Speeding through court
MANY PEOPLE HAVE written me, angry and confused as to why the cost of traffic tickets has
increased astronomically. I have done some research,
and found out a few facts and figures people may
not be aware of in regard to this issue.
On average, more than 100,000 people per day
receive a speeding ticket in this country. That’s close
to 40 million speeding tickets per year. The average
speeding ticket costs $150. More than 95 percent of
people who receive a speeding ticket never contest it
and simply pay the fine. The average traffic officer
will make a city an average of $200,000 per year in
traffic ticket fines.
The average increase in insurance costs for one
speeding ticket over the course of three years is
$900. That amounts to about $12 billion extra the
insurance industry makes in a single year just from
Because of traffic stops, or speed traps, many
drivers find themselves constantly checking their
rearview mirrors—not for safety’s sake, but for
the police. Does this make streets safer? And
drivers now have to beware of overhead traffic
cameras, which are arguably an invasion of privacy.
So, when all is said and done, does the traffic penalty system make society safer or more paranoid?
Is it just or unfair?
I classify traffic violations as a hefty “hidden
tax” in addition to the taxes we already pay, and it
is not clear if these fees deter poor driving.
I recommend that drivers constantly read up on
the new studies, tips and rules that are readily available on the Internet (do a search for “tips for avoiding tickets”). Even though drivers should be ticketed
for speeding, the cost of such a violation should not
be the equivalent of a day’s pay.
Let’s rethink the system and figure out how to
make it fair for all. Find out who your local elected
officials are and let them know how you feel about
the high price of traffic-related fines and the inconvenience of the system as it is now.
Here are a few tips to keep in mind if you are
pulled over or charged with a traffic offense.
• When pulled over, say as little as possible,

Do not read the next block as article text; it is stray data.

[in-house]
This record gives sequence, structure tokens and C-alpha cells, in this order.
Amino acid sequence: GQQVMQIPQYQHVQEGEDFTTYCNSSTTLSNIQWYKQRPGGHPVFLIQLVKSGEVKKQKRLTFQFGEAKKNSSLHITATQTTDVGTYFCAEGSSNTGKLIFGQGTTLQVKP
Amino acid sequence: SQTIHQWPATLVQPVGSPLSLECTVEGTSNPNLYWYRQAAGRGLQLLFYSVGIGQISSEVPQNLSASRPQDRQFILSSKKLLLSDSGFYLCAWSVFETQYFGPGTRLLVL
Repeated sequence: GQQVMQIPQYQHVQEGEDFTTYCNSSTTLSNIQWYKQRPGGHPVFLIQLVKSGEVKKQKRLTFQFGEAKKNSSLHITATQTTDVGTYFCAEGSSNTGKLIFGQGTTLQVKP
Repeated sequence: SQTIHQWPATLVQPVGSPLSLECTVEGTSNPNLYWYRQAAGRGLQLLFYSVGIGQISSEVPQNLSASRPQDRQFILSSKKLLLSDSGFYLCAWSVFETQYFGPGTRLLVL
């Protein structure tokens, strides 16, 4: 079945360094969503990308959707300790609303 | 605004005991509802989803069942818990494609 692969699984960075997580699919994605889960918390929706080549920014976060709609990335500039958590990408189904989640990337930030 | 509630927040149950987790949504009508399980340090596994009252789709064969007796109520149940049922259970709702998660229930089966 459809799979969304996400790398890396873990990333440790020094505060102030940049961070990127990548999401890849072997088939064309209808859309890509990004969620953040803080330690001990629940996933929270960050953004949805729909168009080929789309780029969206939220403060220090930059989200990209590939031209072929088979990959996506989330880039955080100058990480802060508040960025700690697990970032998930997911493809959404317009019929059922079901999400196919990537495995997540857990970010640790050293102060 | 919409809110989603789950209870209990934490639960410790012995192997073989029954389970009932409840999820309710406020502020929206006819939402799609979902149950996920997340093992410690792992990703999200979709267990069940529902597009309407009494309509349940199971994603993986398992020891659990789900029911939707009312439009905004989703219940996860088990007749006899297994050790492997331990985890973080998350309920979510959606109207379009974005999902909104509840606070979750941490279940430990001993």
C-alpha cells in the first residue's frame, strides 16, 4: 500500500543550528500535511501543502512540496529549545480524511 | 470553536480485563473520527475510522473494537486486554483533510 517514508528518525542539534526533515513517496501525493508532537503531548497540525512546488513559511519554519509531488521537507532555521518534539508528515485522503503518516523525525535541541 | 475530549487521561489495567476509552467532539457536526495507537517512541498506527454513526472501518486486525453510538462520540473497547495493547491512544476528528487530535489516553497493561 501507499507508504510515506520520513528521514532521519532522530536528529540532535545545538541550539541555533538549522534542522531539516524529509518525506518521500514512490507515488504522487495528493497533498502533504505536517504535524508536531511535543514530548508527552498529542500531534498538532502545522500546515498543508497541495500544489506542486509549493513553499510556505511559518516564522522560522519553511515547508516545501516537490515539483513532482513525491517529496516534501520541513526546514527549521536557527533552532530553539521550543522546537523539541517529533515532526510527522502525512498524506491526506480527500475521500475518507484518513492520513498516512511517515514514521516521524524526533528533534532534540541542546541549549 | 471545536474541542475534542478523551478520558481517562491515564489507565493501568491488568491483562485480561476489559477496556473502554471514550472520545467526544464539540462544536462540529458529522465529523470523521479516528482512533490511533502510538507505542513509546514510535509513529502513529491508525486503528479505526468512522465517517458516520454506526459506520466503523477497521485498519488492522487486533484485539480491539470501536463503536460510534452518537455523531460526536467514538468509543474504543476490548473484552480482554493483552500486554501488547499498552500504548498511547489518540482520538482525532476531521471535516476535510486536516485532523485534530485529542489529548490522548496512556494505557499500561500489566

other than to answer the few questions, such as your
name and whether you have insurance. Do not
admit guilt, as this can be used against you, although
if the officer asks, “Is there a reason why you were
speeding?” you could say something like “I’m not
aware I was speeding.”
• Avoid arguing or being belligerent with the
officer. You won’t win, and this will make things
OUR HOME was remodeled four years ago, and the
waterproofing of our balcony
decks failed miserably. Based
on quotes from three different businesses, our insurance
company said it would cost
$25,000 for repairs. When we
went to the waterproofing
company, we learned that
they had sold their business.
The new owners’ insurance
company said they would
only pay $15,000. Obviously,
the new owners have no
intention of resolving this
and are trying to hide behind
their own insurance company quote, in order to save
money. What can we do?
• Know the exact speed you were driving. If the
ticket says you were driving faster than you actually
were, even if you were still speeding, the ticket can
• Write down as many details of the incident as
you can, as this will be helpful in court. Take notes
right after the officer has ticketed you.
• Take the ticket to traffic court whenever you
can. Remember that you are innocent until proven
guilty, and, at the very least, the fine could be reduced.
Those who make an effort to fight a ticket often have
their case dismissed or receive reduced charges that
won’t appear on their driving record, which means
their insurance rates won’t be affected.
• According to statistics, 30 to 50 percent of
the time, the ticketing police officer
fails to show up in court. This is
often grounds for dismissal of the
case. The longer it takes for your
case to reach court, the less likely
it is that the officer will show up.
• Know everything about
the situation and refer to your
notes. Come prepared. Many
things can be used to dismiss the case, from the exact
wording of the offense to
proving the radar gun
might not have worked to
questioning how the officer could have judged
your speed based on how
fast he or she was driving.
Of course, the best
way to avoid these troubles
in the first place is to drive
responsibly, and obey all
traffic signals and posted
signs. If you’ve done everything right and still find
yourself in court, FightBack!
by arming yourself with information. C
Go back to your insurance
company and have them get
directly involved with
the new owners’
Your insurance com-
pany should be able
to show that the
three higher quotes
similar and that
$25,000 is clearly
what it will take
to get this work
Update: We learned
that after their insur-
ance company went
to the owners of the
the family was awarded
what they needed to get
the work done with every-
thing that was necessary
for proper remodeling, at the
higher, and accurate, quote.
© 2010 FIGHT BACK! INC. ALL RIGHTS RESERVED.
David Horowitz is a leading consumer advocate (
He is a frequent guest on radio and television stations. Consult your
local listings for dates and times.
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SEPTEMBER 2010 ;e Costco Connection 13
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